One of two orphaned moose calves that were rescued from near Prince George in May and have been rehabilitated at the Northern Lights Wildlife Society in Smithers is shown in a handout photo. (Handout/Northern Lights Wildlife Society via The Canadian Press)

One of two orphaned moose calves that were rescued from near Prince George in May and have been rehabilitated at the Northern Lights Wildlife Society in Smithers is shown in a handout photo. (Handout/Northern Lights Wildlife Society via The Canadian Press)

Moose calves rescued in northern B.C. are ‘golden nuggets:’ researcher

Calves discovered near Prince George in late May. Mother had been killed by a car

After months of bottle-feedings and curfews, a pair of moose calves rescued in northern B.C. are thriving and giving hope for other orphaned wildlife in the region.

Roy Rea, an instructor at the University of Northern British Columbia, says the male and female calves were only days old when they were discovered near Prince George in late May. Their mother had been killed by a car, leaving the newborns virtually helpless.

Rea said he spent 90 minutes wandering around a swamp doing his best cow moose call to try and coax the calves out of hiding.

When they were found, the animals were severely dehydrated.

“They were both almost dead,” said Rea, who studies moose. “They didn’t even move when we walked up to them.”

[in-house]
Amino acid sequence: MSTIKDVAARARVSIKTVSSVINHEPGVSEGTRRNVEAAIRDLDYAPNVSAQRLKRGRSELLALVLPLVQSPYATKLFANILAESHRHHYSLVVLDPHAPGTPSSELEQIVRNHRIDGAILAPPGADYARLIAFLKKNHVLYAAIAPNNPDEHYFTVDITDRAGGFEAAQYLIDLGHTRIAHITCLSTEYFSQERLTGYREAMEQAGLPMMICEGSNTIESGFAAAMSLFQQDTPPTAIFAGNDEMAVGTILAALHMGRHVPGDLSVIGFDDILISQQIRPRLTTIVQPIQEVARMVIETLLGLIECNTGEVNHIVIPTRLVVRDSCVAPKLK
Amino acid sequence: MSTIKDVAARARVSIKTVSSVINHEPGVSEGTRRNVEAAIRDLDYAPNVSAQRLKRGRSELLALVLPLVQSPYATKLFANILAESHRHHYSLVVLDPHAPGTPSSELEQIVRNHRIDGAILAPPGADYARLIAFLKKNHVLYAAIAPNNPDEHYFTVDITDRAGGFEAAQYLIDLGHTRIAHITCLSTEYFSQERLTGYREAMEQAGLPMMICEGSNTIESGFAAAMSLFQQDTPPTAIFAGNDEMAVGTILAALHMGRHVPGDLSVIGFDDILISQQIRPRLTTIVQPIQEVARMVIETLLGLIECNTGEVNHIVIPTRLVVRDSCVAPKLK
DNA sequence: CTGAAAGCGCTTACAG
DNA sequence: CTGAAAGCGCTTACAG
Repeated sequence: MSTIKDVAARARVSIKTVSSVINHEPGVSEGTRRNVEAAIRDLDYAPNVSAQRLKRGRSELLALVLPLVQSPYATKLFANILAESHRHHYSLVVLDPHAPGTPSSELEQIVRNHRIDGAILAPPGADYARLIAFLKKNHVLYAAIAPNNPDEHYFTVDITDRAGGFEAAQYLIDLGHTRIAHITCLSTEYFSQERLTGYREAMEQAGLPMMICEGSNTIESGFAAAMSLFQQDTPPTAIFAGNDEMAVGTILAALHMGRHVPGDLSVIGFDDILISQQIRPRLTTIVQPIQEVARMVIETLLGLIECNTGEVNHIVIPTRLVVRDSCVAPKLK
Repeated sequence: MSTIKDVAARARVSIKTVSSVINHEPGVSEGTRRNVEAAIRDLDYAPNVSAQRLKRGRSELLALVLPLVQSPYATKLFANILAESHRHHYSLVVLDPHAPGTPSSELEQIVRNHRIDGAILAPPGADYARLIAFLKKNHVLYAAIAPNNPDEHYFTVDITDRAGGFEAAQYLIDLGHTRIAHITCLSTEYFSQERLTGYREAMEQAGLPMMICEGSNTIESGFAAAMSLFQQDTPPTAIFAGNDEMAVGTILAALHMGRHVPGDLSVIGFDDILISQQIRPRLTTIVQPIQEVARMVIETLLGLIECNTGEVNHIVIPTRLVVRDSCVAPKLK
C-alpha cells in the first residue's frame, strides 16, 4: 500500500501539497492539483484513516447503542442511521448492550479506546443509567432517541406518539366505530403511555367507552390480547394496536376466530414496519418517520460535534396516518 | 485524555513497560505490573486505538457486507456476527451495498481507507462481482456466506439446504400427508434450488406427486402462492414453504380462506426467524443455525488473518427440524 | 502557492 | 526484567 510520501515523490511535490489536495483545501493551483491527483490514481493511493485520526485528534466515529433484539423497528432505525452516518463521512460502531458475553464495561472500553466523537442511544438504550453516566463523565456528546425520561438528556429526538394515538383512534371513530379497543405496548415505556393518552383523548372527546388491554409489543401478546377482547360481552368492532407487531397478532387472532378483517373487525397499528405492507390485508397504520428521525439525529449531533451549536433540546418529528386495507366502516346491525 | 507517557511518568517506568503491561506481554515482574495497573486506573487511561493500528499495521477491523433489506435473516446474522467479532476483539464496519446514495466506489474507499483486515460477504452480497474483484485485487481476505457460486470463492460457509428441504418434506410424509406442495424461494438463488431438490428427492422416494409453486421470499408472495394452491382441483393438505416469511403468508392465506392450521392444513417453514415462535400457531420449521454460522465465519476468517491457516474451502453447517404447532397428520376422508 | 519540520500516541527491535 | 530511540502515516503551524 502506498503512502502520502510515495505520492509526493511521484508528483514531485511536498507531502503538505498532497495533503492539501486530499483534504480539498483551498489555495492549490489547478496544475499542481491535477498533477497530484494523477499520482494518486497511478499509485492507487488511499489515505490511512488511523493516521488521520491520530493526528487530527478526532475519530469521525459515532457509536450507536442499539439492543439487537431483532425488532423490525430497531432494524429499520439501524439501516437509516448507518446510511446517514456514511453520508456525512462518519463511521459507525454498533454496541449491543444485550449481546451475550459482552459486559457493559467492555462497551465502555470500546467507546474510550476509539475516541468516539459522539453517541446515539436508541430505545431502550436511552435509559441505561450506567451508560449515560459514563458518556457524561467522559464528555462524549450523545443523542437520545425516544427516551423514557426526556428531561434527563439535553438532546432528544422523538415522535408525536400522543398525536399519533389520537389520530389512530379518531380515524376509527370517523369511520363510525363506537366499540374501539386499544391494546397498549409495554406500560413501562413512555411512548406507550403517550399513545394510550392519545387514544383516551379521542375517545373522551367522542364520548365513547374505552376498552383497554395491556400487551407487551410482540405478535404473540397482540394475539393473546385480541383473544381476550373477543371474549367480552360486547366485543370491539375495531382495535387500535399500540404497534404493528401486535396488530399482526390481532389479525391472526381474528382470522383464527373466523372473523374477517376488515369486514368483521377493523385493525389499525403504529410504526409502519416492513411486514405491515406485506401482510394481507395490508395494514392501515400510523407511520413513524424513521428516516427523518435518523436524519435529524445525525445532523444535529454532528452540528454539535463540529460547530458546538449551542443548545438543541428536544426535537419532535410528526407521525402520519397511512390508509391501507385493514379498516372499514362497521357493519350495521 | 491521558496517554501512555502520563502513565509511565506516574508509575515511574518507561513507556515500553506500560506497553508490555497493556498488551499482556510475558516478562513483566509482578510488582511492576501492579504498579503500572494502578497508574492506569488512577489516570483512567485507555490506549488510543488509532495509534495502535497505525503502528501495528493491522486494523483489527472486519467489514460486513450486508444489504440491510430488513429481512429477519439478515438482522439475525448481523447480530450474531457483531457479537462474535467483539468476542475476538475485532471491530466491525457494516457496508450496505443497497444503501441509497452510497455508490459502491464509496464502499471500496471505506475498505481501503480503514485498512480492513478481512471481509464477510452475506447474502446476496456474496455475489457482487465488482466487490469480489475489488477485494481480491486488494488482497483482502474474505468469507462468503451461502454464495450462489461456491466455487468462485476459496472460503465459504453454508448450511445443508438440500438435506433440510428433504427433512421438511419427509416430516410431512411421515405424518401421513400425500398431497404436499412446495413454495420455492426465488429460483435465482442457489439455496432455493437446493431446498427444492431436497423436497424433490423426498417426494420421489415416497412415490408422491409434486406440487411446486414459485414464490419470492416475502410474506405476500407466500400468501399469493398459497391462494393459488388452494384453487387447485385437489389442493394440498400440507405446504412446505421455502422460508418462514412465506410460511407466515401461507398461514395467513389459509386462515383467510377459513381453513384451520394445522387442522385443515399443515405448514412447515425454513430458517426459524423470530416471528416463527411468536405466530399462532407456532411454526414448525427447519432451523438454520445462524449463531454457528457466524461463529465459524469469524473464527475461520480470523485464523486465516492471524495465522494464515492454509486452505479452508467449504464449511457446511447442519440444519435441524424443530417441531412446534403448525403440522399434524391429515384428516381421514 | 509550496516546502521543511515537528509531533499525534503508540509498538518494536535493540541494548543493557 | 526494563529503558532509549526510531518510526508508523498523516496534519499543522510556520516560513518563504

The animals were rushed to a veterinarian in Prince George who gave them fluids. Once they were stable, Rea took them on a four-hour drive to the Northern Lights Wildlife Society in Smithers.

The siblings — named Mackenzie and Bijoux — are about the size of small horses now at seven months old, said Angelika Langen, co-founder and manager of the shelter.

They also have company. Northern Lights has been home to six orphaned moose calves this year, which Langen described as a “relatively high” number. She attributes the uptick to volunteers getting to animals in need quickly and bringing them in.

Mackenzie and Bijoux have helped as well, Rea said. Their rescue was reported by local media and made people more aware of potentially orphaned moose.

Saving the young animals is important, he added, particularly because the region’s moose population has dipped dramatically over the past 15 years. The reason behind the dwindling numbers is unclear, Rea said.

“They’re like a little gold nugget because we just don’t have a lot of them anymore.”

With the orphaned calves, staff and volunteers have tried to play the role of a mother moose “without becoming ridiculous,” Langen said.

They were fed a milk formula made especially for moose when they arrived at the shelter, and have since been weaned to a diet including more solid foods, such as forest foliage, grain pellets, fruit and vegetables.